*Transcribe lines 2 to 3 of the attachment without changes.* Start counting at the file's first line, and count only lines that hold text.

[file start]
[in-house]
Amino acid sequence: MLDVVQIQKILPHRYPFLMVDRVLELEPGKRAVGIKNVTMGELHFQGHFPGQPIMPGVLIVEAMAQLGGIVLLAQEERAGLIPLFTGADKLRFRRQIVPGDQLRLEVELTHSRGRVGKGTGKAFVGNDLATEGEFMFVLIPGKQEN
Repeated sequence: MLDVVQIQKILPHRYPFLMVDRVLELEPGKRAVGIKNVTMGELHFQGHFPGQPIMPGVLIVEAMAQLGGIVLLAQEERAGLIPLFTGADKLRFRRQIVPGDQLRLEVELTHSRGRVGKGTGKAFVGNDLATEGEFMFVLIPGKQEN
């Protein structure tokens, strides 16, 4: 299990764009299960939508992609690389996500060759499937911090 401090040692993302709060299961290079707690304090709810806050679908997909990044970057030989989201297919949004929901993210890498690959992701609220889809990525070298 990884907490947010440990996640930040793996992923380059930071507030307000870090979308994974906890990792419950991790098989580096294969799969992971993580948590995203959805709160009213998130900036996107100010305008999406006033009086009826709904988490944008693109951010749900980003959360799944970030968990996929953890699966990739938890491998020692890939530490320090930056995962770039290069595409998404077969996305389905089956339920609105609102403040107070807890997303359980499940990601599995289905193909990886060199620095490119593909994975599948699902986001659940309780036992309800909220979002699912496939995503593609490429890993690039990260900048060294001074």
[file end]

Amino acid sequence: MLDVVQIQKILPHRYPFLMVDRVLELEPGKRAVGIKNVTMGELHFQGHFPGQPIMPGVLIVEAMAQLGGIVLLAQEERAGLIPLFTGADKLRFRRQIVPGDQLRLEVELTHSRGRVGKGTGKAFVGNDLATEGEFMFVLIPGKQEN
Repeated sequence: MLDVVQIQKILPHRYPFLMVDRVLELEPGKRAVGIKNVTMGELHFQGHFPGQPIMPGVLIVEAMAQLGGIVLLAQEERAGLIPLFTGADKLRFRRQIVPGDQLRLEVELTHSRGRVGKGTGKAFVGNDLATEGEFMFVLIPGKQEN